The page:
Earlier this summer in the Ethiopian capital Addis Ababa, I heard a complaint from many professionals that they could no longer find cheap house cleaners and nannies.
The apparently endless supply of girls and young women from the countryside who would work for peanuts just for a chance to move to the capital was drying up. It turns out more and more of them are finding work on one of the city's many construction sites.
Zimbabwe's longtime President Robert Mugabe has been declared the winner in elections that give him another five-year term. But the opposition says the vote was rigged.
Mugabe won by 61 percent, with his main challenger, Prime Minister Morgan Tsvangirai, trailing far behind in the official results from the July 31 vote. Mugabe's party, the Zimbabwe African National Union, also managed a comfortable win in parliamentary elections.
For the next year, NPR will take a musical journey across America, which is one of the most religiously diverse countries on earth. We want to discover and celebrate the many ways in which people make spiritual music — individually and collectively, inside and outside houses of worship.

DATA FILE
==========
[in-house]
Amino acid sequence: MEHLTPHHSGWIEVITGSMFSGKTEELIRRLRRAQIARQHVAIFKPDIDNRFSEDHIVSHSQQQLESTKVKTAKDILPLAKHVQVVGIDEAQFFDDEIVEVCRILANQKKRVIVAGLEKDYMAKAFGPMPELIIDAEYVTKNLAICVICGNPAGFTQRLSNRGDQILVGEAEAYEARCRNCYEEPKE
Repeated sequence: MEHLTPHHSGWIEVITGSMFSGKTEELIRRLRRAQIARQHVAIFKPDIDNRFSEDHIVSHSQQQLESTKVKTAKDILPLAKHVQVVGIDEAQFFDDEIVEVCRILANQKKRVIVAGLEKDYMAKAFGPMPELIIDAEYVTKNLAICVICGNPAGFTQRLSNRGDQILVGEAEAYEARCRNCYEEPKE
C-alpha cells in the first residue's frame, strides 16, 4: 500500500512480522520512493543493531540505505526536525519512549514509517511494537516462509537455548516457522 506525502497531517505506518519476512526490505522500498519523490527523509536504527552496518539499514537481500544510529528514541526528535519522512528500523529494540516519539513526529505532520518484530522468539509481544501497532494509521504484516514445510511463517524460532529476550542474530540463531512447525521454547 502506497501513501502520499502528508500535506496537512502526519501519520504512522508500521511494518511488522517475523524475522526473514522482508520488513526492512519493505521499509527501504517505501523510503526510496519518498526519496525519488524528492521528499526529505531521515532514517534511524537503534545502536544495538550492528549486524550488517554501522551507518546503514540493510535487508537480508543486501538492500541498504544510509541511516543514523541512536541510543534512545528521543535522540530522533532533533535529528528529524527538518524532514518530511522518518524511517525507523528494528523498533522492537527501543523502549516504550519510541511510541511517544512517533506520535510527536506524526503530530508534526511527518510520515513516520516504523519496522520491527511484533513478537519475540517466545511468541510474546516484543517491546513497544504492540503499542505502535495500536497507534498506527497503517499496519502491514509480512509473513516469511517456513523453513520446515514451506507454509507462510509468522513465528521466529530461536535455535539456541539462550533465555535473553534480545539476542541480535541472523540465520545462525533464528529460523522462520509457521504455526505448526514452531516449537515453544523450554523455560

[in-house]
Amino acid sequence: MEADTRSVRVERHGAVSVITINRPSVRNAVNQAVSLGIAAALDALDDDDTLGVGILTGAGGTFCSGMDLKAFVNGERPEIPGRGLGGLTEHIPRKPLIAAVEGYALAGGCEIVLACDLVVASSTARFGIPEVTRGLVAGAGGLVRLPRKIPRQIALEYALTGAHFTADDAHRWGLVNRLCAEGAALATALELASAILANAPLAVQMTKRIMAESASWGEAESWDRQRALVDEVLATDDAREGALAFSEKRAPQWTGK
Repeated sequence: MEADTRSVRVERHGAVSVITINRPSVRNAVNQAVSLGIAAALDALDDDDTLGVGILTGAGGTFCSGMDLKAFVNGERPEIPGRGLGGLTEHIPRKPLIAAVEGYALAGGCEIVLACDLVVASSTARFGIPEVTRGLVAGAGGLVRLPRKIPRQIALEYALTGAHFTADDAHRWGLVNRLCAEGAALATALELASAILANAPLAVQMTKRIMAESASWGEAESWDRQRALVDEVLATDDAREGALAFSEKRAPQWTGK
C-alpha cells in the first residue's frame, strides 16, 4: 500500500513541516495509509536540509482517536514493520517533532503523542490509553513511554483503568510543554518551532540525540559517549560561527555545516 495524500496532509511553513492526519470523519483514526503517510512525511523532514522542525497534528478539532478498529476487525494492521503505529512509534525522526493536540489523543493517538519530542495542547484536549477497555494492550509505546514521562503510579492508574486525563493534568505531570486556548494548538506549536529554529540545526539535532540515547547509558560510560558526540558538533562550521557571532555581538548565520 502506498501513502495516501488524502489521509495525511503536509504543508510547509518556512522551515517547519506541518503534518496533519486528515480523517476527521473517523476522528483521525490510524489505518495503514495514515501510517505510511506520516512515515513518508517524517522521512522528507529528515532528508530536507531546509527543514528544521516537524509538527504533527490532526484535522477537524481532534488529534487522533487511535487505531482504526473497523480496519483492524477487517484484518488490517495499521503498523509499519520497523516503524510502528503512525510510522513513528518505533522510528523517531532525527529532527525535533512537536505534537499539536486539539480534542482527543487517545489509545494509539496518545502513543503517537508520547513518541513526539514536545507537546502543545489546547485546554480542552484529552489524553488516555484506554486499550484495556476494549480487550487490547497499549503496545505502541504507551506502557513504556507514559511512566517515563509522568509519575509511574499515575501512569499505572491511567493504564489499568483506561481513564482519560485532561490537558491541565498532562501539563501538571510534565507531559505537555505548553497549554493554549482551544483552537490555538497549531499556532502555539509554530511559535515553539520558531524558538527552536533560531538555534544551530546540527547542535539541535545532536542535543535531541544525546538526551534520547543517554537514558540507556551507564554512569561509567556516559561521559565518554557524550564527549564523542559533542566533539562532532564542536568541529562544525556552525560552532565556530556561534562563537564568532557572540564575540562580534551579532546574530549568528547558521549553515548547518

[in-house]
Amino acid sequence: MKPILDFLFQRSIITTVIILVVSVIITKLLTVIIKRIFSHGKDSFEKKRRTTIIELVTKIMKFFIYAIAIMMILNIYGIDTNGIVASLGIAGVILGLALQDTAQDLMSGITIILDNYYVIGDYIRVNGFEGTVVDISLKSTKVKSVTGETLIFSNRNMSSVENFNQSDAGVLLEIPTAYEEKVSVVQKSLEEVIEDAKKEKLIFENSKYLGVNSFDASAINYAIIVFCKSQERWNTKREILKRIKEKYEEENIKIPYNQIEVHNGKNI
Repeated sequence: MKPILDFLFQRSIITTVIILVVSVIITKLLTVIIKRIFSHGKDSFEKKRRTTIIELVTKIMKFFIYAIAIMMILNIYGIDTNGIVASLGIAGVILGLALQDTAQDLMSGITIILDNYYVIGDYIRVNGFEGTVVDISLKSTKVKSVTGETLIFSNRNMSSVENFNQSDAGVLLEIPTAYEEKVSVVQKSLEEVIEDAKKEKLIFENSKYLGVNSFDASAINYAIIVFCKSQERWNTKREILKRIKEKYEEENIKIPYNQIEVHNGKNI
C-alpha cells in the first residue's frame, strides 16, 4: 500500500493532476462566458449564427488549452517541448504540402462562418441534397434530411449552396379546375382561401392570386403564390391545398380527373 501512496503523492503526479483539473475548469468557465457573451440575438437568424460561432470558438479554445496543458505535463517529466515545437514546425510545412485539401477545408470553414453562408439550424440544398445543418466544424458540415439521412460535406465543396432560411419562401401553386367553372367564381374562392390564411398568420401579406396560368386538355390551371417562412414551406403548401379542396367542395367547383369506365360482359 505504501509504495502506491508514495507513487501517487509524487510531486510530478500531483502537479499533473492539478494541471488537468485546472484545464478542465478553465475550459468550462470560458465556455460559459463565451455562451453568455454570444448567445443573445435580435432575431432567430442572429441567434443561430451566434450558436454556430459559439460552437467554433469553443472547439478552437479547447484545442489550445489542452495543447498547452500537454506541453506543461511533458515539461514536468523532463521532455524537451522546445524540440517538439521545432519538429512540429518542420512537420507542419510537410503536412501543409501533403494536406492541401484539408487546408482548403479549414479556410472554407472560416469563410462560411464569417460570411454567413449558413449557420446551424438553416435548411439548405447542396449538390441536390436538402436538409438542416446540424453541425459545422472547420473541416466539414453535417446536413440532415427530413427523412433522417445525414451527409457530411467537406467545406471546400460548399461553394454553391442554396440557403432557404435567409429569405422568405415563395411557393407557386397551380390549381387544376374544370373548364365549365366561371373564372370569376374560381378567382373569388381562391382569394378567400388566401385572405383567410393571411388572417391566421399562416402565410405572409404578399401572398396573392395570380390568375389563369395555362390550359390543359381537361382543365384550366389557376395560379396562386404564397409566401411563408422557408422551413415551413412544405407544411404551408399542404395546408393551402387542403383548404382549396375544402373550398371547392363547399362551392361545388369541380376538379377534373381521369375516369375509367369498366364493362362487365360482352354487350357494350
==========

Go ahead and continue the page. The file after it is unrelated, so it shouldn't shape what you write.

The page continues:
The founder of the choral group Sounds of Africa is Fred Onovwerosuoke. He was born in Ghana and brought up in Nigeria, and his choir in the heart of the U.S. — St. Louis, Mo., to be exact — has recorded his arrangements of African sacred music by a composer named Ikoli Harcourt Whyte.
A day after Zimbabweans turned out heavily to vote in national elections, the main challenger to longtime President Robert Mugabe is calling the balloting "a sham election that does not reflect the will of the people."
Prime Minister Morgan Tsvangirai, the leader of the main opposition Movement for Democratic Change, ticked off a list of alleged problems, including thousands of citizens who he says were thrown off voter rolls, voters being moved to different polling stations, an excess of printed ballots, and voters being forced to accept "assistance" when casting ballots.